Explore more about: Image processing

June 2, 2021
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A team of NIH microscopists and computer scientists used a type of artificial intelligence called a neural network to obtain clearer pictures of cells at work even with extremely low, cell-friendly light levels.
November 24, 2020
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A team of engineers has demonstrated how a new algorithm they developed was able to successfully predict whether or not a COVID-19 patient would need ICU intervention. This artificial intelligence-based approach could be a valuable tool in determining a proper course of treatment for individual patients.
August 22, 2020
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NIBIB-funded researchers at NYU Langone Health worked with Facebook AI researchers to develop a method to speed up MRI scans.
August 22, 2020
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NIBIB-funded researchers have developed a way to use artificial intelligence to speed up MRI imaging without sacrificing quality.
December 13, 2019
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QuantX backstops radiologists with AI-enabled software that analyzes MRIs to confirm or challenge their diagnosis.
March 15, 2021
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A new deep learning technique constructs better macroscopic medical images of cells and tissues at ultra-fast speeds.
December 3, 2020
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Tuberculosis meningitis causes life-threatening inflammation of the membranes in the brain and spinal cord.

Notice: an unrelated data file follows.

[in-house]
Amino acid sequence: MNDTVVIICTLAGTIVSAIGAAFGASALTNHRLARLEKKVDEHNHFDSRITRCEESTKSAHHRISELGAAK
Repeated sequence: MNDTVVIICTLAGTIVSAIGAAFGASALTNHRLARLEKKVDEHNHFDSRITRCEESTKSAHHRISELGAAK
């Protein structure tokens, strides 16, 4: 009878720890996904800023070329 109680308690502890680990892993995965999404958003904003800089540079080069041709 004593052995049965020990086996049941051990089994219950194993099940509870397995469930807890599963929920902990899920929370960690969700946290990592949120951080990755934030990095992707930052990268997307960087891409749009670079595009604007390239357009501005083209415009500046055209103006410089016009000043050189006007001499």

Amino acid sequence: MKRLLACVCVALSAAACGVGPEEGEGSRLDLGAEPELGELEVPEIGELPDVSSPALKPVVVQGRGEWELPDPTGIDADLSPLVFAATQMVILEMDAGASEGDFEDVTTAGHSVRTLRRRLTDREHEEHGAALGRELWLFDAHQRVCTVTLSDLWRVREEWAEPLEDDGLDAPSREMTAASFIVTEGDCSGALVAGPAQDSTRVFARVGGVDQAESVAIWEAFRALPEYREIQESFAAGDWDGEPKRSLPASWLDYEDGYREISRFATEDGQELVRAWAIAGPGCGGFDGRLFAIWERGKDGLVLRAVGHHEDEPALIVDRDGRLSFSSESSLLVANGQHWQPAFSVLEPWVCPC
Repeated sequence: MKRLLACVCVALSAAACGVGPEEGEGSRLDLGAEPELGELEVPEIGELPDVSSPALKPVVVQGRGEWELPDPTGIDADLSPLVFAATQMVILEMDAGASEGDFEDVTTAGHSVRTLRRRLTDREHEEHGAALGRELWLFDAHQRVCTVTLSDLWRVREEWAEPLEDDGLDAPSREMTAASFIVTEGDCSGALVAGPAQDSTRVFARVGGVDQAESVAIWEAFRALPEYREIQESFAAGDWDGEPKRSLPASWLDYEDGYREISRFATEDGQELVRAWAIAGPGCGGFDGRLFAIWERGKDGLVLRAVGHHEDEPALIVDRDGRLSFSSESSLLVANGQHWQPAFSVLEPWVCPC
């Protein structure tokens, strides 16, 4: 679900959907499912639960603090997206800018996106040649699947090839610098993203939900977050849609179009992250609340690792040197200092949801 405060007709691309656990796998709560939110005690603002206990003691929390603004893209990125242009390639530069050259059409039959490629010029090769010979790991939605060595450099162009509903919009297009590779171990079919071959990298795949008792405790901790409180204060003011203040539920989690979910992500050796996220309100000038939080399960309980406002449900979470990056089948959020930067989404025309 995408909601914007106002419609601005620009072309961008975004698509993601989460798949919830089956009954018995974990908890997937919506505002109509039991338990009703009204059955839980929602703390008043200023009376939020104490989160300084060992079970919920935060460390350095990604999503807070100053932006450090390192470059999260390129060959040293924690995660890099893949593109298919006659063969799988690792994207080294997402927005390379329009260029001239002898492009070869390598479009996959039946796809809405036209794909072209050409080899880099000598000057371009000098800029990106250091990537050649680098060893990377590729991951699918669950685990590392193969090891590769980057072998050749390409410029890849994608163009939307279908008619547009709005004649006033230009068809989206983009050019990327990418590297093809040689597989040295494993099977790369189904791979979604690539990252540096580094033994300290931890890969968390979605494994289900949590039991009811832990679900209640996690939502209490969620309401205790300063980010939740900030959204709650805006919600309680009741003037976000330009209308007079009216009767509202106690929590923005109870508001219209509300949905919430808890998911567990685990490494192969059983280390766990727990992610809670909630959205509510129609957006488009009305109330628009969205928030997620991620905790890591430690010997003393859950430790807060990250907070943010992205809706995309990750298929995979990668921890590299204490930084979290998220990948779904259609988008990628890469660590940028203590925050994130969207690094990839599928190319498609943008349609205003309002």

December 3, 2020
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Researchers funded by NIH have developed an imaging method that reveals a much more diverse and flexible DNA-protein chromatin chain than previously thought. The result suggests a nimbler structure to regulate gene expression, and provide a mechanism for chemical modifications of DNA to be maintained as cells divide.
September 3, 2019
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Scientists funded by NIH have developed a new way to identify the state and fate of individual stem cells earlier than previously possible. Stem cells are undifferentiated, serving as building blocks for the various tissues and organs of the body. Understanding a stem cell’s fate—the type of cell it will eventually become—and how far along it is in that process can help scientists better manipulate cells for therapies.
October 3, 2019
News
NIBIB-funded researchers at the University of Washington have pioneered an approach to image functional activity in the brains of individual fetuses, allowing a better look at how functional networks within the brain develop.